Get Fit & Stay Fit

Get Moving: 5 Exercise Tips for Overweight or Obese People

Nov 20, 2014

By Marilyn Hoyt C.P.T N.A.S.M, C.E.C

Approximately 34 million adults in America are obese, according to reports by the President’s Council on Fitness. Obesity is primarily caused by poor diet and lack of exercise, and can lead to a number of serious health conditions including heart disease, diabetes, osteoporosis, and even some cancers.

While weight loss surgery can jump start your weight loss, exercise and healthy eating cannot be ignored. But for many people who are overweight, physical activity can be daunting. However, avoiding exercise only perpetuates the cycle that causes obesity.

No matter how heavy you may be now, do not let your current weight keep you from physical activity. Not only will exercise help you lose weight, it will also help lower your risk factor of heart disease, depression, diabetes, and other life-altering diseases.

Here are a few tips to help you get moving.

  1. Talk to your doctor. Before you begin any type of regular physical activity, you need to consult with your physician. Request an exercise stress test to help determine which types of physical activities are safest for you based on your weight and overall fitness level.
  2. Start small. Don’t dive head first into the most physically demanding activities. Instead, begin with low-impact exercises like walking to prepare your muscles, joints, and cardiovascular system for exercise. Start with a short 10-15 minute walk at a comfortable pace most days of the week, gradually increasing speed and distance as you gain more endurance. As a general rule of thumb, try increasing your speed and distance by 10 percent each week.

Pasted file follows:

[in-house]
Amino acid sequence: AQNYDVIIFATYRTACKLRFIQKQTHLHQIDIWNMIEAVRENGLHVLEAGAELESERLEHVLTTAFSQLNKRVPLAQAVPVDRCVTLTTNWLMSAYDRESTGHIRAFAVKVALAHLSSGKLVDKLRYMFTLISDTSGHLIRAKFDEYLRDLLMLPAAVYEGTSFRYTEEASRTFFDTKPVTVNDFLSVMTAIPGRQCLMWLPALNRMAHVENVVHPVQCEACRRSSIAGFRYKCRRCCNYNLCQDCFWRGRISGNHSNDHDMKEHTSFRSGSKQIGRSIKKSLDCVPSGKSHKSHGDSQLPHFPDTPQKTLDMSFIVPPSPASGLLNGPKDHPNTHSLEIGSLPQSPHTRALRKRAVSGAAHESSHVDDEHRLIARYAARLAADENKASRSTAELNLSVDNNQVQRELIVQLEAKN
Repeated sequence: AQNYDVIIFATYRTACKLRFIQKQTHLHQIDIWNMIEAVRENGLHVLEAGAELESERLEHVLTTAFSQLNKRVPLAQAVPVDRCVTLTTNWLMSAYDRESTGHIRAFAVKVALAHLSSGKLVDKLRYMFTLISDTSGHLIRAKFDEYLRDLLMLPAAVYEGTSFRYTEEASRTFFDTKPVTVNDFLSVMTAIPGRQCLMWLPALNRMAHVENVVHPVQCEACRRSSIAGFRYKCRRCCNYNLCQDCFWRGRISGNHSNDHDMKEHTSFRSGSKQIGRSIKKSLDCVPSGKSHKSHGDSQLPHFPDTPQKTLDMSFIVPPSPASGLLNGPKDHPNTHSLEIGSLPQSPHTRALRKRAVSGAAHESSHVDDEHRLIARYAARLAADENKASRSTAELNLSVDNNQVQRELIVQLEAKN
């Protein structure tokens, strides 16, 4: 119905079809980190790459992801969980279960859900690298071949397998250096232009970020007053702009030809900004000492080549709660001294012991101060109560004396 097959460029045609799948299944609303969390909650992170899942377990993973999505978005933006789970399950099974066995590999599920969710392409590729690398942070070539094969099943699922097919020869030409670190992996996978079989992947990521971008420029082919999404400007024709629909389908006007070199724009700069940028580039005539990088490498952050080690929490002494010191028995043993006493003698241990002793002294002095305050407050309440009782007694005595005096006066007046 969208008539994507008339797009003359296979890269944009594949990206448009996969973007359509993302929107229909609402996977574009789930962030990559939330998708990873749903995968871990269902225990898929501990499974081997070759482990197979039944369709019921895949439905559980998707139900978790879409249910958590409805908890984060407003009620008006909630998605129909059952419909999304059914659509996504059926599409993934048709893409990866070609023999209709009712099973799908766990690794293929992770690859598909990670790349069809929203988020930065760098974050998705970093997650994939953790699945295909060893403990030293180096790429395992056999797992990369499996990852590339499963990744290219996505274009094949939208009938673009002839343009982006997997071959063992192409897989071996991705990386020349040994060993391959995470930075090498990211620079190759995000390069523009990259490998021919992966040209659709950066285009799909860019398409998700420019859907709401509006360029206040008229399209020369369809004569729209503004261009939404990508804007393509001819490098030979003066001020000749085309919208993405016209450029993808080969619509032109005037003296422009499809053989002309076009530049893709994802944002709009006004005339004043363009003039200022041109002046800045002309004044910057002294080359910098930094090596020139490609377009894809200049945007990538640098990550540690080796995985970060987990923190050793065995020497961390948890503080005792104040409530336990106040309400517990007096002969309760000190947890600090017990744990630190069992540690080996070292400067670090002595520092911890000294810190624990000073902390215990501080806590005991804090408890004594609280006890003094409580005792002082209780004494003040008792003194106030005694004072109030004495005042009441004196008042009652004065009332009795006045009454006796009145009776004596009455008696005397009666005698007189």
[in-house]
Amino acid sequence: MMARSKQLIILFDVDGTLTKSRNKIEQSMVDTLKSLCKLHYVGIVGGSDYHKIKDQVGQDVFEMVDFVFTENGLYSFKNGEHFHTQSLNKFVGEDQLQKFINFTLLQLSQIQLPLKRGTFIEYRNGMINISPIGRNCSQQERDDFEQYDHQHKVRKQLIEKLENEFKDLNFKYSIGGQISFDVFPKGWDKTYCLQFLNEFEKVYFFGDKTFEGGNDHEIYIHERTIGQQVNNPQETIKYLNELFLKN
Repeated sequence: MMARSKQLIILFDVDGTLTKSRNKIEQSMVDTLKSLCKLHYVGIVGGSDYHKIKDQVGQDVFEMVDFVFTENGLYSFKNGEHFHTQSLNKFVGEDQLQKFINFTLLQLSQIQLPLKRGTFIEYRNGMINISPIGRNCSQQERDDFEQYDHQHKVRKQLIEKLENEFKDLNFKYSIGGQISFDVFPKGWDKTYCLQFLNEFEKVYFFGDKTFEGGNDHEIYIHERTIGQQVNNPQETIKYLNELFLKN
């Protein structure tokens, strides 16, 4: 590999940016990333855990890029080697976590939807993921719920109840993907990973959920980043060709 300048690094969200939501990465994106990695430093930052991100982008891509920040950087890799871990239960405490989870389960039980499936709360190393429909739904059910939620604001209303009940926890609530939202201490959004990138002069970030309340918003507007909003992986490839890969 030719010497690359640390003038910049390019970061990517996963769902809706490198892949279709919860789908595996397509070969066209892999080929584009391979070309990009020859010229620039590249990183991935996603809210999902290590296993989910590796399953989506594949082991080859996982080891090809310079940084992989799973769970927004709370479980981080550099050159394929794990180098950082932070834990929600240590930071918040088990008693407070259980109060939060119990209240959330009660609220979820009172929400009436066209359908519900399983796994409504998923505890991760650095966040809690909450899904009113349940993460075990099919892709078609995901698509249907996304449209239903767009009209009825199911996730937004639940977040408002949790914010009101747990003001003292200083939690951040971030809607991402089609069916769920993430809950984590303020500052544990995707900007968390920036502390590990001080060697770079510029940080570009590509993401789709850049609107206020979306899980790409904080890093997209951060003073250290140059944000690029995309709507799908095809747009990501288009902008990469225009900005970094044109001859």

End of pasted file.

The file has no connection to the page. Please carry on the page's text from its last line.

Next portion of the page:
3. Care for your joints. Your joints take the brunt of the stress when you move your body, and many forms of exercise create added stress that your joints may not be able to handle. Instead of high-impact activities like running, choose low-impact exercises to protect your joints, knees, and back. A few suggestions include: riding a stationary recumbent bike, working out on an elliptical trainer, walking on a treadmill rather than on the road, and swimming. If you have bad hips, even walking can be painful. Biking or swimming are better alternatives.
  4. Keep things interesting. The more variety you have in your workout, the more likely you are to stay motivated and consistent with your exercise routine. Although it is a necessary component of your health, exercise should be fun, so choose activities you enjoy. Joining a group fitness class or recreational sports team will also help you stick with it. Check out your nearest fitness center for classes such as yoga, cycling, and water aerobics.
  5. Warm up and cool down. Avoiding jumping right into your workout when your muscles are cold and tight. Doing so increases your risk of injury and can affect you performance. Take five to 10 minutes to warm up with active stretching and a brisk walk to get the blood flowing. After your workout, gradually reduce your intensity, allowing your body to cool down and your heart rate to return to its resting level.
    If you would like someone to help and encourage you on your journey to health and fitness, contact our Fitness Expert, Marilyn Hoyt.

    Marilyn Hoyt is a Dallas-based Certified Professional Trainer. She holds group workout sessions, including groups specifically designed for people who are significantly overweight, intermediate and advanced fitness camps, and provides in-home personal training.
    “Aiming to educate, motivate, and inspire others to live life with purpose!”Visit Marilyn online at:
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